Dear madam: letters to the editor 11/9/20

In this week's postbag of letters to the editor, Tes readers discuss pension inequality and the disadvantage gap

Tes Reporter

Dear madam: letters to the editor

Matriarchs like me are seen as expendable

What is the similarity between a killer whale and a WASPI woman? The answer is that they both belong to the only two species of mammals that continue to live and play important roles beyond their reproductive years. In the case of the killer whales, the matriarchs guide the younger whales through the waters to the feeding grounds. They are part of the survival strategy of a species.

In the case of the WASPI (Women Against State Pension Inequality) females born in the 1950s, we have cared for our families, worked in our communities and our workplaces, and our contributions and authority should not be disregarded. This evolutionary phenomenon is not to be overlooked or ignored in either case.

However, our government has neglected to inform WASPI women of the changes in pension rights and now, with the age profile of Covid-19 mortalities, we are expected to walk quietly and obediently to our deaths in unsafe places of work, or worse still, infect vulnerable family members for whom we care.

I am a teacher 61 years of age, a mother and grandmother, and, while my male colleagues are able to retire at the age of 60 on larger work pensions, I will work until my pension age of 67. Now, like many others facing the demand of working in a crowded classroom, I must listen to [health secretary] Matt Hancock telling young people that they must take social distancing seriously or they may infect and kill their grannies. This week, children and young people have been ushered into confined spaces in schools and colleges. In secondary schools, students are contained in year group "bubbles" of over 100, where social distancing between students is not expected or, indeed, possible.

Meanwhile, the WASPI women, the matriarchs, the nurturers, the protectors of families and communities, are viewed as expendable. Why not just give us all a shovel and ask us to dig our own graves, Matt Hancock?

Except that we do have the survival instincts of the killer whales. We await with anticipation the verdict for the WASPI women of Ceredigion on 15 September, and will consider its implications.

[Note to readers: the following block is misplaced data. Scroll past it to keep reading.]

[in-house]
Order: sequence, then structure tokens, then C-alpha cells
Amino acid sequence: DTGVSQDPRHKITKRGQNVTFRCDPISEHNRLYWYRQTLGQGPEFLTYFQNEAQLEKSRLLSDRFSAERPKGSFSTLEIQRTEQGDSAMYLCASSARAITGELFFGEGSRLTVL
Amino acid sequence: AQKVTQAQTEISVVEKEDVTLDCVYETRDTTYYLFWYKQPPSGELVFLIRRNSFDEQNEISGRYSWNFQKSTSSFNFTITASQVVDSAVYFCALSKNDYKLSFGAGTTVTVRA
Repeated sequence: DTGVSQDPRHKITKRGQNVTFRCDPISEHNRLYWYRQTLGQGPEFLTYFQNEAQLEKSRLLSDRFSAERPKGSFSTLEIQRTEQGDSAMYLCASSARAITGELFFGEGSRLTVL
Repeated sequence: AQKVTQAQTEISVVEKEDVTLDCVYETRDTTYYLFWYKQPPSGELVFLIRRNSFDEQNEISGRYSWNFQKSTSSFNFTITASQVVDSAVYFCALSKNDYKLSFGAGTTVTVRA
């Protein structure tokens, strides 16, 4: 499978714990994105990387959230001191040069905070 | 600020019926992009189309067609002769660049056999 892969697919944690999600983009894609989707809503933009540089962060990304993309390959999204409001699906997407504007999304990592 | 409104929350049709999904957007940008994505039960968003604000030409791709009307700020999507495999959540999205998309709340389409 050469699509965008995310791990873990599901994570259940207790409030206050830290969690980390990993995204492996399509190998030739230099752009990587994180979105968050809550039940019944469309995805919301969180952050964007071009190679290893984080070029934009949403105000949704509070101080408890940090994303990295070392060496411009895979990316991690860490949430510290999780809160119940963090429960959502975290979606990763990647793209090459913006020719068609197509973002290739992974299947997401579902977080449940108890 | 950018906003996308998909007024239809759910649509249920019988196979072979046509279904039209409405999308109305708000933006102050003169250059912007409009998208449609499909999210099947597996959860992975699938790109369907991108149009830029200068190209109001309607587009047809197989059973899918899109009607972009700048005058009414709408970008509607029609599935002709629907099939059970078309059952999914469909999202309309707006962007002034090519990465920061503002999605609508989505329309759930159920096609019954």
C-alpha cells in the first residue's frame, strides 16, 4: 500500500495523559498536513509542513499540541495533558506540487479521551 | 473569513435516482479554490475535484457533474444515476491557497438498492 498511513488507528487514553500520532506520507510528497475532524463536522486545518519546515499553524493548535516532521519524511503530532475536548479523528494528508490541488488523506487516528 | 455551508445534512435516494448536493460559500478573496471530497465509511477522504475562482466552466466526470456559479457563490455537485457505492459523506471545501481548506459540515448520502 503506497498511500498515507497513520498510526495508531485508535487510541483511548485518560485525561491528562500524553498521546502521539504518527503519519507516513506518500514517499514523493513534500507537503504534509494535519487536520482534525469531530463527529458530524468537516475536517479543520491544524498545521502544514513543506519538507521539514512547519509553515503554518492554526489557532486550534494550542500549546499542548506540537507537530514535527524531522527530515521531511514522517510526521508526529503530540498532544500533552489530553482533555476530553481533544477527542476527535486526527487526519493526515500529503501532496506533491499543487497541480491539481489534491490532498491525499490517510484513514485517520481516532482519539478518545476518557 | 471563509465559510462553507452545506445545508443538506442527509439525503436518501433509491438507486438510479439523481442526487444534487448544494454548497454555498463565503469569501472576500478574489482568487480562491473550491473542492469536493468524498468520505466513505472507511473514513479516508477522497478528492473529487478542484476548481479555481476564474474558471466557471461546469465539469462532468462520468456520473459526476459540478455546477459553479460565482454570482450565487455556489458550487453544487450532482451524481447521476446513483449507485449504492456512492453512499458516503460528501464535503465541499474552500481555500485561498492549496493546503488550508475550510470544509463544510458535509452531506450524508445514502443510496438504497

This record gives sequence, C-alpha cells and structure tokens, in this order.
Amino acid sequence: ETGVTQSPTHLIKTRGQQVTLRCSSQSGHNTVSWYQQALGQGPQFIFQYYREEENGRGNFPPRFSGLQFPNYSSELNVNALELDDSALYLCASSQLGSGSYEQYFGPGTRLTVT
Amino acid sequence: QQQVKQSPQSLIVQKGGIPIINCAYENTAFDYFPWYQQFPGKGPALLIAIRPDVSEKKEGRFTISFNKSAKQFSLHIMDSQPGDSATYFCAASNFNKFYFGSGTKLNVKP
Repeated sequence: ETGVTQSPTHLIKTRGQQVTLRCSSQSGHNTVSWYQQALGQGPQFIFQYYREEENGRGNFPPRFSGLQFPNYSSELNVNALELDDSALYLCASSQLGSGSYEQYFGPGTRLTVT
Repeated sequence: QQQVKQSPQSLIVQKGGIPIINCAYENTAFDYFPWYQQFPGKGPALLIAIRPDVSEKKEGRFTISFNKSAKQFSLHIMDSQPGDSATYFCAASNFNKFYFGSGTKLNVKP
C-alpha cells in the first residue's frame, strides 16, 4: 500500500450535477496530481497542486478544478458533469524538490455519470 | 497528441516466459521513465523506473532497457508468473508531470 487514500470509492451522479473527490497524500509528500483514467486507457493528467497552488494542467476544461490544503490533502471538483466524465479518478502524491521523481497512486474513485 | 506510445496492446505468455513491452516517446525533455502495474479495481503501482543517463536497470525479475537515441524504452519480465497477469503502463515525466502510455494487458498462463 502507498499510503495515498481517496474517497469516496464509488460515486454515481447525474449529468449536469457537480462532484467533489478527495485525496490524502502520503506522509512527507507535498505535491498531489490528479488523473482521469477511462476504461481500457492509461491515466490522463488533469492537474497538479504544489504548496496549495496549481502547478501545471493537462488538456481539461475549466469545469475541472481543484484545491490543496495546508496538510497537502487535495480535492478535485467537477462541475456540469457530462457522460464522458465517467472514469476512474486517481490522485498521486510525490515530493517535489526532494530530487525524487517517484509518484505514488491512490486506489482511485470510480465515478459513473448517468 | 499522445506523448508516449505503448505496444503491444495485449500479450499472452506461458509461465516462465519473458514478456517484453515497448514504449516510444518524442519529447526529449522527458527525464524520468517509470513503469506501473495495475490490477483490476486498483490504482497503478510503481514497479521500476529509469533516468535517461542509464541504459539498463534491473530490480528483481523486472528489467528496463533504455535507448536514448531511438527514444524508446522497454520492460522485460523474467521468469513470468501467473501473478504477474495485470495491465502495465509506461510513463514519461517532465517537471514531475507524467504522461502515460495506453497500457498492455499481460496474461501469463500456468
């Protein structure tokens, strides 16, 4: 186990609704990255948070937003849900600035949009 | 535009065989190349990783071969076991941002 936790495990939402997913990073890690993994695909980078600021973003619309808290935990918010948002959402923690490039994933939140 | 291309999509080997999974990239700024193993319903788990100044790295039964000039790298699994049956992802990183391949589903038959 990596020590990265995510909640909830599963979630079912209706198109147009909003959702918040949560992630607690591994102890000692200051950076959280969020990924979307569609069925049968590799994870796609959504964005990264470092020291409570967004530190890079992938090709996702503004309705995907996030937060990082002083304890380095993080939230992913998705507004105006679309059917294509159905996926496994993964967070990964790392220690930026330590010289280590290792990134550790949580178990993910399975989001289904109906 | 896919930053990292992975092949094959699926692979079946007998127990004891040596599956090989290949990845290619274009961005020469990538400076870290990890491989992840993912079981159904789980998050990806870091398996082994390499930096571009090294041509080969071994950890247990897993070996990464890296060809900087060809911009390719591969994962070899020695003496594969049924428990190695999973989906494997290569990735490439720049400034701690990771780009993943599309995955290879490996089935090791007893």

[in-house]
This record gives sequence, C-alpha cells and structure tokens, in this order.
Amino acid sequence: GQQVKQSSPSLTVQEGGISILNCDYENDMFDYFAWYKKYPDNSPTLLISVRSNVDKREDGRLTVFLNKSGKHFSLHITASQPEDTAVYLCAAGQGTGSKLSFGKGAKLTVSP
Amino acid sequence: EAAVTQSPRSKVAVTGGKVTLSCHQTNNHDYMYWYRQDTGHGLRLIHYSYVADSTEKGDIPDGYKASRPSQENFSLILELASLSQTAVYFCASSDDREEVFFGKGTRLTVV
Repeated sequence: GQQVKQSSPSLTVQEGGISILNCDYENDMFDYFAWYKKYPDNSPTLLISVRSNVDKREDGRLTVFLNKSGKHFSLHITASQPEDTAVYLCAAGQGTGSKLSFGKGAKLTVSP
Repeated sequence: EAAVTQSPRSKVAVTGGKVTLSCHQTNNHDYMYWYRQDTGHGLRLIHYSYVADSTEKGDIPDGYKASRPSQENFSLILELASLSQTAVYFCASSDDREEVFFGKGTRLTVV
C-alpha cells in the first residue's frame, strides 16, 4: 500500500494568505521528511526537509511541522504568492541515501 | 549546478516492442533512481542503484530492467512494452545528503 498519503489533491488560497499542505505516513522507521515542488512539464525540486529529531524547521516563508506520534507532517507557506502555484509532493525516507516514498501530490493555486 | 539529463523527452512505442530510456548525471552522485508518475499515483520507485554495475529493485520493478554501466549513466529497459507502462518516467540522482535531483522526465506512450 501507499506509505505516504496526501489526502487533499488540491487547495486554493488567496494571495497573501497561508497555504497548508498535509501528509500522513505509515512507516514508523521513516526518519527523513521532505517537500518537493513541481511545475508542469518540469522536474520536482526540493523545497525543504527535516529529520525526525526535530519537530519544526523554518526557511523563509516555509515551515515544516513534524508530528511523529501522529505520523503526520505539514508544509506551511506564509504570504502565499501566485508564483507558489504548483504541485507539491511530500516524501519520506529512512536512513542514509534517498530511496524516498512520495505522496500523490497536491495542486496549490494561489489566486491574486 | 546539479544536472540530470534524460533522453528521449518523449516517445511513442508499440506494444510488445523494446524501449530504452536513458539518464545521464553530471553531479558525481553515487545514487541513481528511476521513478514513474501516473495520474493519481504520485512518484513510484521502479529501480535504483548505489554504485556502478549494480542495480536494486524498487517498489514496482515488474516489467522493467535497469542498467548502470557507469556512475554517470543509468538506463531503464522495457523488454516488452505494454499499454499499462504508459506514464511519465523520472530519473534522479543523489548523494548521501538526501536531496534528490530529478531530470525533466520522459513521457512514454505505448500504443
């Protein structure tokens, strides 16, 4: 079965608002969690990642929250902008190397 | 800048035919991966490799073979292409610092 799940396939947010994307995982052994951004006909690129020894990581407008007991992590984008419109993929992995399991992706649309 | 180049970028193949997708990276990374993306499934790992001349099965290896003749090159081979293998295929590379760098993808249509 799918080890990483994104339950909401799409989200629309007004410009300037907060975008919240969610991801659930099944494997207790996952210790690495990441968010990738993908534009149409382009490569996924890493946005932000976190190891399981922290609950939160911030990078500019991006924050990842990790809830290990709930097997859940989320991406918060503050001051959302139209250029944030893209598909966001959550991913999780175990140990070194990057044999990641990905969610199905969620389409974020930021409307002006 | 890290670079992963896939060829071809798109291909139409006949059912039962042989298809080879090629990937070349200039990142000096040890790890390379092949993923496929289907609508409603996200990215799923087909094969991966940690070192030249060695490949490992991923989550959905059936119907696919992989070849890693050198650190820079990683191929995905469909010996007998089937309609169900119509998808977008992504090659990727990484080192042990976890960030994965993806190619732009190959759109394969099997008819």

Lesley Hick
York


Covid has highlighted the education chasm

I note that multiple studies have, rightly, shone a light on our education attainment gap ("Call for 'cast-iron guarantee' on closing the Covid gap").

As schools reopen fully, exam results are botched and universities scramble to survive, the fragility and outdatedness of our education infrastructure has become crystal clear. And in the end, it's the public who lose out. 

However, this is not an issue on which we should waste time taking political sides. Labour's latest demand for government to give a "cast-iron guarantee" that no child will be left behind, as a result of Covid-19, is a fundamental misreading of the challenge on two levels.
 

First, we must make one thing clear: there is no "education gap". It's a chasm, it's growing and it was not created by Covid-19. For decades, education has been unaffordable and inaccessible to huge segments of the population, both here and abroad. The demand for early, higher and further education at a lower cost has never been greater -- and the recent pandemic has only highlighted the existing chasm in a new way. 

Stop-gap policies and funds may help us to deal with the additional burden created by Covid-19, but we must not lose sight of what will truly move the needle: deploying new technology infrastructure, with speed and at scale, to deliver education at lower cost to more of the population. The tools are there, if we're willing to invest and embrace what could be an edtech boom.

Second, education is not just about early learning. During lockdown, we saw a staggering 9 million new students sign up to online courses, but a huge proportion of those were young professionals or over-50s. For them, learning during lockdown has been an outlet or a safety net for their job prospects or a driving force for making a career change or starting a business for the first time. For the UK's 2.5 million unemployed, and the many more thousands who will lose their jobs in the coming recession, we must make sure they, too, are not left behind. For those who need to reskill or upskill to get back into work, equal access to education is just as important.

It's time for our leaders to graduate from hyperbole and hysteria to reasoned, rounded thinking on education. We owe it to ourselves, our children and our future generations.

James Egan
Founder and CEO of 
Shaw Academy
Dublin, Ireland 

 

 

 

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